Under both Madison Capital and KKR, leaders of the machinery units assembled every three months, to give an update to the owners, including financial details. The idea of private equity ownership is to improve a business, then sell it for a profit.
Sumitomo is looking further out.
``They are every time asking us what we wanted to be within five years,'' FlÃ¤mig said. ``Our planning is for the future - we talk about five years - to have a common platform. Sumitomo every time says, `We want a good solution, not a quick one.' ''
Industry observers will be watching how the companies work together in all-electric injection technology, an area where Japanese press makers dominate.
Demag Plastics Group will continue to make its IntElect line of all-electrics in Germany, FlÃ¤mig said.
``We will continue with the IntElect machine because, mechanically, it's a very good machine for the European market, for the automation integration with complete solutions.''
DPG will use some Sumitomo components to improve the IntElect, he said. But FlÃ¤mig also said that DPG has abandoned its previously announced plans to build IntElects at its Ningbo plant in China. Sumitomo makes all-electrics at its Ningbo operation.
``We will definitely avoid any competition of electrical machines in the Asian market,'' FlÃ¤mig said.
Both firms also make similar types of direct-drive, all-electrics.
``We are now trying to integrate the products,'' Okamura said. ``Our technical people are in discussions about the integration now.''
DPG also will continue to make hybrid machines, which blend electric and hydraulic power, as well as the line of Systec small toggles, Okamura said. All-electric presses are not as popular in Europe as they are in Japan and United States, he noted.
According to FlÃ¤mig and Okamura, DPG will retain its Strongsville facility as a sales and service site, employing 70. In North America, he said, the companies will integrate the sales and service team to handle the product lines of both firms.
In China and Asia, sales and service teams will remain separate, working in parallel. Officials have not yet decided on the strategy for Europe.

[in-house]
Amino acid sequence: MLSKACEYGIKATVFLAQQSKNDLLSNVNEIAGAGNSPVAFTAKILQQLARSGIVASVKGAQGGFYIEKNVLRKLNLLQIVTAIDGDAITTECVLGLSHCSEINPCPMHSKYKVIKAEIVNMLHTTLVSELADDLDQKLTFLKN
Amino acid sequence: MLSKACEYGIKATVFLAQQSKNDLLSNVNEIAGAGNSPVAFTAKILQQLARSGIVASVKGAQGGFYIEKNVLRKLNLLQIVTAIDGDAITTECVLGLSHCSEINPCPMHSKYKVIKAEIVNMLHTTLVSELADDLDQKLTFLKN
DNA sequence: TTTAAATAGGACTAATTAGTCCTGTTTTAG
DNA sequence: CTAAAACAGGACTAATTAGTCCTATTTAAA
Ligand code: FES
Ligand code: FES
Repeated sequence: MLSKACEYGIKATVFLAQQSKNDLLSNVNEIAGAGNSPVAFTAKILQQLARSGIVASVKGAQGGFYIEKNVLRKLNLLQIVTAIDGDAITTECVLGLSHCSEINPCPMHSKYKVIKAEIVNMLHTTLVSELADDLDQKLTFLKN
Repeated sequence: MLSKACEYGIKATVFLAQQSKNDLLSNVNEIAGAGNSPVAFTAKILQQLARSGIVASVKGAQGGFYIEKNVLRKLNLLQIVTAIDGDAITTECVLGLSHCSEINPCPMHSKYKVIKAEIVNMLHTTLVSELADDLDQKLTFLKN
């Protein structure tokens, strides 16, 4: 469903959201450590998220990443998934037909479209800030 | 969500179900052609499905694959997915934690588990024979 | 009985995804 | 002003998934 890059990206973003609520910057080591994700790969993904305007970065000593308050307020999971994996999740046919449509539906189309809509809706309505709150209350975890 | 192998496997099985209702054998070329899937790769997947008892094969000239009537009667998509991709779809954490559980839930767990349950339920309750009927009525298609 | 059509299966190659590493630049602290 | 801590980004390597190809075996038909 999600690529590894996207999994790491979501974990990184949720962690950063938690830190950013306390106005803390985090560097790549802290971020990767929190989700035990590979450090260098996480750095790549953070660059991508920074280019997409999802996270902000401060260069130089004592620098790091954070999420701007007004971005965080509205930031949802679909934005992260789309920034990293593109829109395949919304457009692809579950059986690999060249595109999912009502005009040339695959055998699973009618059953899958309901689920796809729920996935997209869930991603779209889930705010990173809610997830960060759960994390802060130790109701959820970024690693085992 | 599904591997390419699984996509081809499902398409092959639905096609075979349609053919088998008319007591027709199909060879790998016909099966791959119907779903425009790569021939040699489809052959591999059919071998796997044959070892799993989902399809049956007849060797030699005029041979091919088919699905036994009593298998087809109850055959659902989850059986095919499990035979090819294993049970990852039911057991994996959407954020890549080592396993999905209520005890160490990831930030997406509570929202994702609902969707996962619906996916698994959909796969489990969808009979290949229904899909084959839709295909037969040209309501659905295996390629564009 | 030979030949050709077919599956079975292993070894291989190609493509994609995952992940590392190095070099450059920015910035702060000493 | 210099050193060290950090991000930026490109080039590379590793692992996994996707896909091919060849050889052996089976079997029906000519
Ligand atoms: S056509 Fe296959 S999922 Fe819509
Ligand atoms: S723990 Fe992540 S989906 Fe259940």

Whatever the future brings, Sumitomo's purchase of Demag Plastics Group has made history. Japanese, European and U.S. injection press makers have done technology licensing deals in the past. In the most recent example, KraussMaffei AG and Toshiba Machine Co. Ltd. signed an agreement earlier this year, to develop machinery jointly.
But the Sumitomo-DPG deal marks the first time a Japanese injection press maker has purchased a German one, industry observers said.
After the transcontinental marriage, the combined companies will be stronger than their parts, the officials said at Chinaplas. European machinery makers have a hard time selling in Japan, and vice versa.
Taniguchi said that each company - and industrial culture - brings its own strong points: The Japanese are experts in all-electric technology, while the Germans are good at ``application engineering,'' or supplying a targeted system of injection press, automation and other downstream equipment targeted to each customer, he said.
DPG has good business in automotive and medical molding markets, while Sumitomo is strong in optical products, connectors and micromolding.
FlÃ¤mig said each company will continue to do what it does best.
``The message has to be that we will avoid any competition between our two companies,'' he said. ``As you know, we failed [in that] within the MPM group, with Netstal, KraussMaffei and Demag. We will definitely avoid the situation with Sumitomo.''